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effect meaning

[ i'fekt ] Pronunciation:   "effect" in a sentence
  • Noun: effect  i'fekt
    1. A phenomenon that follows and is caused by some previous phenomenon
      "the magnetic effect was greater when the rod was lengthwise"
      - consequence, outcome, result, event, issue, upshot 
    2. An outward appearance
      "she retained that bold effect in her reproductions of the original painting"
      - impression 
    3. An impression (especially one that is artificial or contrived)
      "he just did it for effect" 
    4. The central meaning or theme of a speech or literary work
      - essence, burden, core, gist 
    5. (of a law) having legal validity
      "the law is still in effect"
      - force 
    6. A symptom caused by an illness or a drug
      "the effects of sleep loss"; "the effect of the anaesthetic"
    Verb: effect  i'fekt
    1. Produce
      - effectuate, set up 
    2. Act so as to bring into existence
      "effect a change"

    Sounds like: affect

    Derived forms: effecting, effects, effected

    See also: effecter, effective

    Type of: act, appearance, belief, cause, do, feeling, import, impression, make, meaning, move, notion, opinion, phenomenon, significance, signification, symptom, validity, validness, visual aspect

    Encyclopedia: Effect


  • [Business]
    noun, verb

    noun

    CURRENCY EFFECT, DEMONSTRATION EFFECT, DOMINO EFFECT, HALO EFFECT, HAWTHORNE EFFECT, INCOME EFFECT, PRICE EFFECT, SUBSTITUTION EFFECT, THRESHOLD EFFECT, WEALTH EFFECT

    1 [C,U]

    a change that sb/sth causes in sb/sth else; a result:

    The fall in tourism is having an adverse effect on business.

    What are the long-term effects of this strategy?

    We are still feeling the effects of the stock-market crash.

    Excluding the effect of exchange rates, profits grew 9.7% last year.

    The campaign had little effect on our market share.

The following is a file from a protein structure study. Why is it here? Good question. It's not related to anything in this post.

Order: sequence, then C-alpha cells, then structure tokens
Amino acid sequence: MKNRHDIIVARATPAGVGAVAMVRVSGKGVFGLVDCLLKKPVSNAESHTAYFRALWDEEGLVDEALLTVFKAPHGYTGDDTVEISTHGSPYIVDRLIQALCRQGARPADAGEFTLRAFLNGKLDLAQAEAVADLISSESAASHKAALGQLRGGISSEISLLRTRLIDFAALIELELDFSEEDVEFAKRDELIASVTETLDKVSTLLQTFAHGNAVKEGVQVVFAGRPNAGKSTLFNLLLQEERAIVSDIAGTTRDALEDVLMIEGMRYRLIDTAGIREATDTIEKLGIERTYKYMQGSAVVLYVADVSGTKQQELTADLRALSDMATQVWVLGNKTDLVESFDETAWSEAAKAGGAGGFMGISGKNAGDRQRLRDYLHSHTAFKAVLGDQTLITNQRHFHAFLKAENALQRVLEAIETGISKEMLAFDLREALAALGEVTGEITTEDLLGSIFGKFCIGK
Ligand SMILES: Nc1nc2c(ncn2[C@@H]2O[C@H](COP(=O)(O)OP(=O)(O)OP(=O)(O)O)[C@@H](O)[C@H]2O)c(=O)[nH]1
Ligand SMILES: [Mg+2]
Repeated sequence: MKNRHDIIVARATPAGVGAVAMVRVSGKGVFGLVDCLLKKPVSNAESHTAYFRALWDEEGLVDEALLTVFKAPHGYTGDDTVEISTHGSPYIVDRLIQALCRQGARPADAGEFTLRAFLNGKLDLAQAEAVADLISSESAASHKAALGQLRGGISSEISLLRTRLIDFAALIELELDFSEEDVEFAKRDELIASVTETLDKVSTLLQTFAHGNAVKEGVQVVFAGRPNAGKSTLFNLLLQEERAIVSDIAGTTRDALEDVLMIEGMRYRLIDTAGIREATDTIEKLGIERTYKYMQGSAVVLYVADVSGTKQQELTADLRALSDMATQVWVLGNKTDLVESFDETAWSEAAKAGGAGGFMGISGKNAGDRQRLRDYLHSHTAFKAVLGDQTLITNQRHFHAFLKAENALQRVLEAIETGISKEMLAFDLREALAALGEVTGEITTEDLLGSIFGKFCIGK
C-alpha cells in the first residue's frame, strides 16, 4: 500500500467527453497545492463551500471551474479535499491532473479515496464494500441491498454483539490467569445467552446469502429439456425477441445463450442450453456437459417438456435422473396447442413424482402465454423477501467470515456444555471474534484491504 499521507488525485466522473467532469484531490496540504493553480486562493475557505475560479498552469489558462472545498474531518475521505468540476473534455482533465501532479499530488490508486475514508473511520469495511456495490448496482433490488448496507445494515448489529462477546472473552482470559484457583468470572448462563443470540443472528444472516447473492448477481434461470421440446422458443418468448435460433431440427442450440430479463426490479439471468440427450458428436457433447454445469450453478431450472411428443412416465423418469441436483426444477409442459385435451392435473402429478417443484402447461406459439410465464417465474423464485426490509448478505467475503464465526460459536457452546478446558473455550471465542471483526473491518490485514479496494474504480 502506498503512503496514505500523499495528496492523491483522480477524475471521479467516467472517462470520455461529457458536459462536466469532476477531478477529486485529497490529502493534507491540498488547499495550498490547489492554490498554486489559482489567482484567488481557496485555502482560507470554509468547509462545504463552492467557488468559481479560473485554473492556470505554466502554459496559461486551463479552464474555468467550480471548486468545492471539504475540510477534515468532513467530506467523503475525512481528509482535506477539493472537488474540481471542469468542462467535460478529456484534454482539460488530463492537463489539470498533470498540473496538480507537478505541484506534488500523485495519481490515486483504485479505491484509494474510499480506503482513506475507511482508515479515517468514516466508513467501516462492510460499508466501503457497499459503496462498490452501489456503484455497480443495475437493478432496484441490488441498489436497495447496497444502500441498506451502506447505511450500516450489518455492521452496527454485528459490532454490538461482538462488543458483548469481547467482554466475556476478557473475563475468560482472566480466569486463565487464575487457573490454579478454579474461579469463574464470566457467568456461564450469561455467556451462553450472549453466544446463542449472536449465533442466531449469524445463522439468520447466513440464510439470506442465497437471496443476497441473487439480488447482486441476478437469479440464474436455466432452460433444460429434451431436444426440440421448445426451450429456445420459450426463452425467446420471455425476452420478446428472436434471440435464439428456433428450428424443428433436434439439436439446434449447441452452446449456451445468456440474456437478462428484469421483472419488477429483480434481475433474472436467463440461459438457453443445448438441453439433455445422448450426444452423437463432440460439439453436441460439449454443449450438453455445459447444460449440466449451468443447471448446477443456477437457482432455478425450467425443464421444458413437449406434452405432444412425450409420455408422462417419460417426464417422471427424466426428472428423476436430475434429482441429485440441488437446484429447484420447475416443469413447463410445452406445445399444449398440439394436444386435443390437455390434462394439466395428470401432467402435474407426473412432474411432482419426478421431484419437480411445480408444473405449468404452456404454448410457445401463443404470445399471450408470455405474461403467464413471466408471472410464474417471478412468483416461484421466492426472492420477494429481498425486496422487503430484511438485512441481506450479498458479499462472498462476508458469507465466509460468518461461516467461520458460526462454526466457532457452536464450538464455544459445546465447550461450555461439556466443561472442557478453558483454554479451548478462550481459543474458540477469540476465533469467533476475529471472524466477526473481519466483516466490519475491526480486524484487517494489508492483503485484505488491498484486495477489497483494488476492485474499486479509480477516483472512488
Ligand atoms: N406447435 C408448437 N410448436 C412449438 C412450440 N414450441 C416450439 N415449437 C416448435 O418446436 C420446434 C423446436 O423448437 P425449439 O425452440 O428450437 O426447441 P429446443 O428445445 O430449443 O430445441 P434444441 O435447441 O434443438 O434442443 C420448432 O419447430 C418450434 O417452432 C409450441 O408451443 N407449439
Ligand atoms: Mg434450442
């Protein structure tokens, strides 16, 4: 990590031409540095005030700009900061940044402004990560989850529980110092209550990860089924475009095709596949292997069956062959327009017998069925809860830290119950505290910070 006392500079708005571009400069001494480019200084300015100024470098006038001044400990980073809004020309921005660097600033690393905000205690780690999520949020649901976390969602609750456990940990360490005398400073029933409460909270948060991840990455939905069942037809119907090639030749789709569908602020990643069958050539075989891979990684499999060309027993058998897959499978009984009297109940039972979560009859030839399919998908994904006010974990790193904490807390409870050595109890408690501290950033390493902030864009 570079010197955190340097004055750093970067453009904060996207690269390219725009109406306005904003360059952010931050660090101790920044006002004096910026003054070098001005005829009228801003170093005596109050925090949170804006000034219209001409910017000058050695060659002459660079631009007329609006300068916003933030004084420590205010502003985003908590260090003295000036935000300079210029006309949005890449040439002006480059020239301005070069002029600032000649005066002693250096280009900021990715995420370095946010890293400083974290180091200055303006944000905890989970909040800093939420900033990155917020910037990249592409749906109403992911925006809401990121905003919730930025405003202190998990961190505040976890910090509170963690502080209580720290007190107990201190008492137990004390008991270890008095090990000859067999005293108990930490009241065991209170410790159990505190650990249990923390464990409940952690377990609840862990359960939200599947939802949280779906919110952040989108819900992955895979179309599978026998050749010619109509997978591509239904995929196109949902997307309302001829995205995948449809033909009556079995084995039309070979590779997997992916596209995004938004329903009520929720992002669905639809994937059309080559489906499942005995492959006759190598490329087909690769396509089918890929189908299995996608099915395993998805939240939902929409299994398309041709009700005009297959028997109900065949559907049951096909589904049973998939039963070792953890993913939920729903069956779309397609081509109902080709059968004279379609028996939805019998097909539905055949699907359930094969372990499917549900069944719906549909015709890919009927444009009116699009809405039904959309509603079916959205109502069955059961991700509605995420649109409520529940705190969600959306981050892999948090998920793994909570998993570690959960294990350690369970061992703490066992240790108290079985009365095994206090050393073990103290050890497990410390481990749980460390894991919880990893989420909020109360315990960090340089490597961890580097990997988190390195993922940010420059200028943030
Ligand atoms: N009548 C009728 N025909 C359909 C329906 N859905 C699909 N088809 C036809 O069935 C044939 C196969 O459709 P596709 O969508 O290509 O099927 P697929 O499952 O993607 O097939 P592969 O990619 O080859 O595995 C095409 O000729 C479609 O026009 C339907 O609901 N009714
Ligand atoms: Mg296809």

We cut costs to offset (= work against) the effects of falling sales.

    The combined effect of the January sales and new product lines boosted revenues.

    ❖ to have/produce an effect (on sth)

    ◆ a big/dramatic/significant effect

    little/no effect

    ◆ an adverse/ a damaging/harmful/negative effect

    ◆ a beneficial/positive effect

    ◆ to feel/suffer the effects (of sth)

    ◆ to counter/offset/reverse the effects (of sth)

    2 effects [pl.] (formal, only used in written English)

    your personal possessions:

    The insurance policy covers all baggage and personal effects.

    IDIOMS

    bring/put sth into effect

    to cause sth to come into use:

    The recommendations will soon be put into effect.

    come into effect

    to come into use; to begin to apply:

    New controls come into effect next month.

    in effect

    (about a law or rule) in use:

    These laws are in effect in twenty states.

    take effect

    to come into use; to begin to apply:

    The new pricing structure will take effect from 1 July.

    to the effect that ...; to this/that effect (formal)

    used in formal or legal documents to say that what has been written has a particular meaning, purpose or result:

    The contract contains a clause to the effect that the executive will be required to work outside normal business hours when the work requires.

    with immediate effect; with effect from ...

    starting now; starting from ...: (;

    ◆ %% starting now; starting from ..)

    She has resigned as chairman with immediate effect.

    With effect from 1 August, there will be an extra €2 charge on all deliveries.

    verb [+ obj] (formal)

    to make sth happen:

    You may effect payment for your order in several currencies.


  • [Defence]

    1. The physical or behavioral state of a system that results from an action, a set of actions, or another effect.
    2. The result, outcome, or consequence of an action.
    3. A change to a condition, behavior, or degree of freedom.
    (JP 3-0)

  • [Economics]
    See announcement effect, income effect, Pigou effect, and substitution effect

  • [Medicine]
    n : something that is produced by an agent or cause ‹obtained the same effect with a smaller dose›

Examples

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  1. it has no discernible effect on spondylitis.
  2. evidence of the adverse effect is limited.
  3. it had corrective effect on my vanity.
  4. his words were taking effect, which was clear.
  5. the curative effect varies from person to person ...

Related Words

  1. efface meaning
  2. efface oneself meaning
  3. effaceable meaning
  4. effacement meaning
  5. effacer meaning
  6. effect (epidemiology) modifier meaning
  7. effect (epidemiology) modifiers meaning
  8. effect modifier (epidemiology) meaning
  9. effect modifiers (epidemiology) meaning
  10. effected meaning
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